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An empirical investigation of the relationship between the real economy and stock returns for the United States

  • Gregoriou, Andros
  • Hunter, John
  • Wu, Feng

US asset prices are modelled in the short- and long-run with the use of a seemingly unrelated system using monthly data over the time period, 1983-2004. Once the shocks of 1987, 1997 and post-"9·11" have been accounted for, then volatility only affects the consumption and inflation equations. In the long run excess returns and inflation are driven by consumption growth. Money growth impacts excess returns and inflation via consumption. Income is super exogenous implying that policy can be made conditional on this variable and that in the long run investors are primarily concerned with income growth.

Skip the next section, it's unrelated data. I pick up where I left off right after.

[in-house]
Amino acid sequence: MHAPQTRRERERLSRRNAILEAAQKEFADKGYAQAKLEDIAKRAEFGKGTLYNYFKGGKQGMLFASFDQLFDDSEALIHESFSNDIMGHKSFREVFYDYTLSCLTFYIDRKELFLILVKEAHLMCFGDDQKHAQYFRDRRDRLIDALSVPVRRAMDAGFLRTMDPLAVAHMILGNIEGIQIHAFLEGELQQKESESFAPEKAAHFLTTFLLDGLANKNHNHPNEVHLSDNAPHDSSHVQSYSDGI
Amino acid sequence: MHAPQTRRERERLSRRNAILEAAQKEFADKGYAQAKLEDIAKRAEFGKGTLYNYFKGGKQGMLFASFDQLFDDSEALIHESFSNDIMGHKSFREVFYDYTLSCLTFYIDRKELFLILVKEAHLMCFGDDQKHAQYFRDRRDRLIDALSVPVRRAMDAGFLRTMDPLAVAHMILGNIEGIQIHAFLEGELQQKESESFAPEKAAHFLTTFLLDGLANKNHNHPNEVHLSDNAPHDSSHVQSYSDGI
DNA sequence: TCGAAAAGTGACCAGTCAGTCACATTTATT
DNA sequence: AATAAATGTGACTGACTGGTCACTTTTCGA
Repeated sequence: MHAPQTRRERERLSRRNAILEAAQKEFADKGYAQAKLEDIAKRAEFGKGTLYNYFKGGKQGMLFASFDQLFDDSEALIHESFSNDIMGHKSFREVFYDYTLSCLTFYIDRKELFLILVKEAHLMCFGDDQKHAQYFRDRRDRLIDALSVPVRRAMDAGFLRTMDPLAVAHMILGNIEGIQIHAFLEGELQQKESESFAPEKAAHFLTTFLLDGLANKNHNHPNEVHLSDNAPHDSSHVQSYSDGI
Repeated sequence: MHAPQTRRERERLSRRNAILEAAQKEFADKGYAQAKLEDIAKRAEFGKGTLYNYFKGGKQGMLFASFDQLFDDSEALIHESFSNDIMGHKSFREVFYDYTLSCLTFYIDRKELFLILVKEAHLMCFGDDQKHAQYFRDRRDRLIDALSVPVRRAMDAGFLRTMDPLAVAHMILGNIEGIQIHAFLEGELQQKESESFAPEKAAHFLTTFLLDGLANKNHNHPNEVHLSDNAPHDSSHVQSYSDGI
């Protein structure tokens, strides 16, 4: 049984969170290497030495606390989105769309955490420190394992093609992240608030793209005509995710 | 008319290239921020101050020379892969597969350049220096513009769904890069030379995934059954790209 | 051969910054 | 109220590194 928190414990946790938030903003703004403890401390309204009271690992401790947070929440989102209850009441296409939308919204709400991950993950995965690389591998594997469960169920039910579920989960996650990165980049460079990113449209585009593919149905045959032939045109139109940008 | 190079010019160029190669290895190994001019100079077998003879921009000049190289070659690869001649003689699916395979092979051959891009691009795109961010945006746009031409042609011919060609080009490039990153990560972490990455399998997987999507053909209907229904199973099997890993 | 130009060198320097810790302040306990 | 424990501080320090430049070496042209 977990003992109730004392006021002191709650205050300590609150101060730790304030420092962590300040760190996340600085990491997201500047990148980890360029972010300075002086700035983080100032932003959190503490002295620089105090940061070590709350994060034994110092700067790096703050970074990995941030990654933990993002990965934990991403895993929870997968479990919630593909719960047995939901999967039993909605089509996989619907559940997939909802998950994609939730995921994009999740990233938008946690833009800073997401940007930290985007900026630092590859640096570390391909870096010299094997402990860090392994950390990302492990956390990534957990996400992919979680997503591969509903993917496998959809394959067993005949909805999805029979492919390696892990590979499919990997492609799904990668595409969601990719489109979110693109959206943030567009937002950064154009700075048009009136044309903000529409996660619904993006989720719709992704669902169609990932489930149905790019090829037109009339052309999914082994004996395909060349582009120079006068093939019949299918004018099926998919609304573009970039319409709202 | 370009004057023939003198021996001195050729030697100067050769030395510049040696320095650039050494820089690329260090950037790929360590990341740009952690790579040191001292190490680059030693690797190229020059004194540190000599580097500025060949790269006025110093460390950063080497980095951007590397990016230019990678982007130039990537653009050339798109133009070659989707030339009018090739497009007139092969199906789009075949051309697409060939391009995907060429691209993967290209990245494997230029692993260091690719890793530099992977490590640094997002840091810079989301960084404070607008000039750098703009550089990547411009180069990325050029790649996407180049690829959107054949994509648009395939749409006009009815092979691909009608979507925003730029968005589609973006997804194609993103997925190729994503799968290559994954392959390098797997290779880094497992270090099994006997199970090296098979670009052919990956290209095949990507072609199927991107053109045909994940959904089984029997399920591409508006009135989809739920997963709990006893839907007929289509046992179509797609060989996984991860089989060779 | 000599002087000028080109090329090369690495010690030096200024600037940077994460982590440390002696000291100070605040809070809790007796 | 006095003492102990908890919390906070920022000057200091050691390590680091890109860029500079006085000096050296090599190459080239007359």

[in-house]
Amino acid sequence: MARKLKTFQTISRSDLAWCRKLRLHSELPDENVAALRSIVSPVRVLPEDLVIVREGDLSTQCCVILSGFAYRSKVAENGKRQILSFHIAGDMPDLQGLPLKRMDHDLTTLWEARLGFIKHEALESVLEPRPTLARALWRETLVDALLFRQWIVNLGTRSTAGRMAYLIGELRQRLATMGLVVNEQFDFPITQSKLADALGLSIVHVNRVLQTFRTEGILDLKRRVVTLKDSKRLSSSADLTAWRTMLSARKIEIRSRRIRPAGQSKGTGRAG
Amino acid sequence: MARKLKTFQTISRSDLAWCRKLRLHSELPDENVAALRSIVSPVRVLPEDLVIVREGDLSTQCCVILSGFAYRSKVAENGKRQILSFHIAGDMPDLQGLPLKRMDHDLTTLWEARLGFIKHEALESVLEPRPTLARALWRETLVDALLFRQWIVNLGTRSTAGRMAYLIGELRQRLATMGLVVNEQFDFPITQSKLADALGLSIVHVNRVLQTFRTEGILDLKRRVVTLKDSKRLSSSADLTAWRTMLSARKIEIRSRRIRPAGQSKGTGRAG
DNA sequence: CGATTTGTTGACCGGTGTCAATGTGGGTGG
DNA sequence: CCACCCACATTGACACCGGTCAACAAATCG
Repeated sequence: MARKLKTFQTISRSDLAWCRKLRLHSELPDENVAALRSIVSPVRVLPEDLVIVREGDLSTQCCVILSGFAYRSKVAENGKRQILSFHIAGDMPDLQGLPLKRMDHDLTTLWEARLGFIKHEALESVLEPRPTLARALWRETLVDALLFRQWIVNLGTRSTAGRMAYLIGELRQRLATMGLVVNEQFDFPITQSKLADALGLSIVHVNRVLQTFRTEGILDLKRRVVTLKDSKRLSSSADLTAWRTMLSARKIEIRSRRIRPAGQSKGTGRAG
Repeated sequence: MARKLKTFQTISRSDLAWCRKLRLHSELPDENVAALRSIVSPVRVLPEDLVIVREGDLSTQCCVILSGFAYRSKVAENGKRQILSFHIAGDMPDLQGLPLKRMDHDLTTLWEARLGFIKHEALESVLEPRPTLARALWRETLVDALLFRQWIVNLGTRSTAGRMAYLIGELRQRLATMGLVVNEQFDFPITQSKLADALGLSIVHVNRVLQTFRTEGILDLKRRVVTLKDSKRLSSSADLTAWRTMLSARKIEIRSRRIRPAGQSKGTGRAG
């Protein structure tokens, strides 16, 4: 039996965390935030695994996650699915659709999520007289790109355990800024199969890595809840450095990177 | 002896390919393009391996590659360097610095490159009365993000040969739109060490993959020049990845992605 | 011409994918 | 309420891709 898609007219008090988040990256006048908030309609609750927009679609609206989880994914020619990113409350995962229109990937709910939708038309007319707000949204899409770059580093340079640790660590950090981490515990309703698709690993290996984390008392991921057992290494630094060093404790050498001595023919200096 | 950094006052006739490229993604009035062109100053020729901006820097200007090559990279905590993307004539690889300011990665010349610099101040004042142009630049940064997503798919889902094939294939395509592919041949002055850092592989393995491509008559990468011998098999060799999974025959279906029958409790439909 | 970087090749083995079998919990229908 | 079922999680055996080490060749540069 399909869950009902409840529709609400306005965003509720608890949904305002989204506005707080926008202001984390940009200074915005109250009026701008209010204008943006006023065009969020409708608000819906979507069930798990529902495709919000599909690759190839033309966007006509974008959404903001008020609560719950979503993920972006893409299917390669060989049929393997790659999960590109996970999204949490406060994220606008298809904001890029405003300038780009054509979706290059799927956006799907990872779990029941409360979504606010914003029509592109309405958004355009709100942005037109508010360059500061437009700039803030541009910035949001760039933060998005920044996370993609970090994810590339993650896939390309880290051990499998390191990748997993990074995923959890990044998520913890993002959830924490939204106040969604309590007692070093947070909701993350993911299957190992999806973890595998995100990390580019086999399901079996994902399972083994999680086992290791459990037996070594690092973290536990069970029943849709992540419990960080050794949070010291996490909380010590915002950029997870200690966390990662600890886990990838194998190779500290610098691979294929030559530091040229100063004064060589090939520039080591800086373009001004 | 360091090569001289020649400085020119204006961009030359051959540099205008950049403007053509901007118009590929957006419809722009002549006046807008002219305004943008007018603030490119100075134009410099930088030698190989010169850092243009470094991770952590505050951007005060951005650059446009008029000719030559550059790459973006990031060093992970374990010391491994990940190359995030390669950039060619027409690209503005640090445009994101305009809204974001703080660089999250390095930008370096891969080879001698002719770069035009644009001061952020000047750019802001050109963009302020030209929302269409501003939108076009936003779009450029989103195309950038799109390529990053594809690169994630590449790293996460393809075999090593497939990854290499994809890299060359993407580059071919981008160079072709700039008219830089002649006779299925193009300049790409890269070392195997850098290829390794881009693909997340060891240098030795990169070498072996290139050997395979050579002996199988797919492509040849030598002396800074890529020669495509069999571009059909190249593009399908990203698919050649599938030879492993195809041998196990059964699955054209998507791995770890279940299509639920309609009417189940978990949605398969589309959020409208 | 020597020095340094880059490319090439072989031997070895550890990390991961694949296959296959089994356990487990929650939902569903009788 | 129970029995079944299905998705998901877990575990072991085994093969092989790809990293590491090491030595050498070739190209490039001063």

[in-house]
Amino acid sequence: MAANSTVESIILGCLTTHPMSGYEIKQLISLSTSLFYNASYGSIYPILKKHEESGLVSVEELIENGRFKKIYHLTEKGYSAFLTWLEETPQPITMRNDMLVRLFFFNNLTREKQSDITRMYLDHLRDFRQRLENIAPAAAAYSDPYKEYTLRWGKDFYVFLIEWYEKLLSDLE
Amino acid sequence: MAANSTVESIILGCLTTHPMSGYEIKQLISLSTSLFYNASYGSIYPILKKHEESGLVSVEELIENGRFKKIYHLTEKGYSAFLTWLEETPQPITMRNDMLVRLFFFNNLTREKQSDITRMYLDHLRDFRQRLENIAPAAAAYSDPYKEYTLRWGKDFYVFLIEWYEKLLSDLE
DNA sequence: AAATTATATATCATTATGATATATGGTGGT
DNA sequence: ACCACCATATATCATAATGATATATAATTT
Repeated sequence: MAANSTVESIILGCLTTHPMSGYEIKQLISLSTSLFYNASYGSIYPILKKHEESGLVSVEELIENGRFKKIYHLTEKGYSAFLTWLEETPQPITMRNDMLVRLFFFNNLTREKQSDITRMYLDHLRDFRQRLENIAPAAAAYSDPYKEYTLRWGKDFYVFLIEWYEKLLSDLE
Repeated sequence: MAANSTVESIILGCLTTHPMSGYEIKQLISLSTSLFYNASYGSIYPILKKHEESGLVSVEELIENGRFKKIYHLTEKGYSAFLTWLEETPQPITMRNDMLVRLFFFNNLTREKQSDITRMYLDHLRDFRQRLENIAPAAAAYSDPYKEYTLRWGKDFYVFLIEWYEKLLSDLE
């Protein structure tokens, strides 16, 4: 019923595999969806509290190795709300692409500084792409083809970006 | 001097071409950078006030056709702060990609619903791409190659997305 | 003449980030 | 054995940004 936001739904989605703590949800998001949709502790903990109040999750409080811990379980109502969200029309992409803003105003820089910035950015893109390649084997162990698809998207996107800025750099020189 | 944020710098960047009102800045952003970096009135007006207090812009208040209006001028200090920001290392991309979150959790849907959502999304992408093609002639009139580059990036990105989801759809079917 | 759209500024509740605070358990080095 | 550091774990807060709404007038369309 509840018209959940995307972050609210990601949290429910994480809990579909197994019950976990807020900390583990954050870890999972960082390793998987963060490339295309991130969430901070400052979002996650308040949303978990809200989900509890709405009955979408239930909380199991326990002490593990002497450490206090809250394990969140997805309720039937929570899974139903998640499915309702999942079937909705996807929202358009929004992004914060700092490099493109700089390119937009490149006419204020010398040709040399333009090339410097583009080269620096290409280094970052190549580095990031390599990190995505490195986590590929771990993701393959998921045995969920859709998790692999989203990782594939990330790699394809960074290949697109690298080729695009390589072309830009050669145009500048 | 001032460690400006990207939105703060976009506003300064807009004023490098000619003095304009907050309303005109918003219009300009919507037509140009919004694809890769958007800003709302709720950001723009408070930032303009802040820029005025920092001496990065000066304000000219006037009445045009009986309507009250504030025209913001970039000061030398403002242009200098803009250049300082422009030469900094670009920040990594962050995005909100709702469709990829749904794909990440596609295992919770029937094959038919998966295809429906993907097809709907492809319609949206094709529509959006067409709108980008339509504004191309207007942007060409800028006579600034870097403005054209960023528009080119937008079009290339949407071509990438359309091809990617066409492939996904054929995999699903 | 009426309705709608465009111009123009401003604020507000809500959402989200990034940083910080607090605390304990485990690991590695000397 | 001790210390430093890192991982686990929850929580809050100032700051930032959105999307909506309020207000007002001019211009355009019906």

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Article provided by Elsevier in its journal Journal of Policy Modeling.

Volume (Year): 31 (2009)
Issue (Month): 1 ()
Pages: 133-143

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Handle: RePEc:eee:jpolmo:v:31:y:2009:i:1:p:133-143
Contact details of provider: Web page: http://www.elsevier.com/locate/inca/505735

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